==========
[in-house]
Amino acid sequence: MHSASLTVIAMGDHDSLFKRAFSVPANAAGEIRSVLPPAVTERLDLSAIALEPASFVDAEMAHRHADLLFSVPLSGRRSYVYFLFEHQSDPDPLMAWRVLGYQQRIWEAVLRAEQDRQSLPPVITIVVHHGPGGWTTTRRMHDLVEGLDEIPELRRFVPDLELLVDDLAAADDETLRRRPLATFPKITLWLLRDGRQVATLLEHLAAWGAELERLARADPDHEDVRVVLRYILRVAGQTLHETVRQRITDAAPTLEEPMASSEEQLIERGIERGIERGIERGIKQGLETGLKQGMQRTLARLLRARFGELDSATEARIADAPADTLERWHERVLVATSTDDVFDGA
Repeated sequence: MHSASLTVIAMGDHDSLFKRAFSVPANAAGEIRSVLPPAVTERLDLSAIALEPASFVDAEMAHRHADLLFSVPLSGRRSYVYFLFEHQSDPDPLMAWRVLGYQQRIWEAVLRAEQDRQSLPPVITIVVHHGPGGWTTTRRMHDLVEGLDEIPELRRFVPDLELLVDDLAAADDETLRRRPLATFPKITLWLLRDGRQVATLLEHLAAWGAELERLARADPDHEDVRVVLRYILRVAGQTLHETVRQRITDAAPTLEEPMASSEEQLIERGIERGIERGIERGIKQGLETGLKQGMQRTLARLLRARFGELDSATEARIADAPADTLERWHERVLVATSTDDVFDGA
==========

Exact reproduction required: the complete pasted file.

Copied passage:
[in-house]
Amino acid sequence: MHSASLTVIAMGDHDSLFKRAFSVPANAAGEIRSVLPPAVTERLDLSAIALEPASFVDAEMAHRHADLLFSVPLSGRRSYVYFLFEHQSDPDPLMAWRVLGYQQRIWEAVLRAEQDRQSLPPVITIVVHHGPGGWTTTRRMHDLVEGLDEIPELRRFVPDLELLVDDLAAADDETLRRRPLATFPKITLWLLRDGRQVATLLEHLAAWGAELERLARADPDHEDVRVVLRYILRVAGQTLHETVRQRITDAAPTLEEPMASSEEQLIERGIERGIERGIERGIKQGLETGLKQGMQRTLARLLRARFGELDSATEARIADAPADTLERWHERVLVATSTDDVFDGA
Repeated sequence: MHSASLTVIAMGDHDSLFKRAFSVPANAAGEIRSVLPPAVTERLDLSAIALEPASFVDAEMAHRHADLLFSVPLSGRRSYVYFLFEHQSDPDPLMAWRVLGYQQRIWEAVLRAEQDRQSLPPVITIVVHHGPGGWTTTRRMHDLVEGLDEIPELRRFVPDLELLVDDLAAADDETLRRRPLATFPKITLWLLRDGRQVATLLEHLAAWGAELERLARADPDHEDVRVVLRYILRVAGQTLHETVRQRITDAAPTLEEPMASSEEQLIERGIERGIERGIERGIKQGLETGLKQGMQRTLARLLRARFGELDSATEARIADAPADTLERWHERVLVATSTDDVFDGA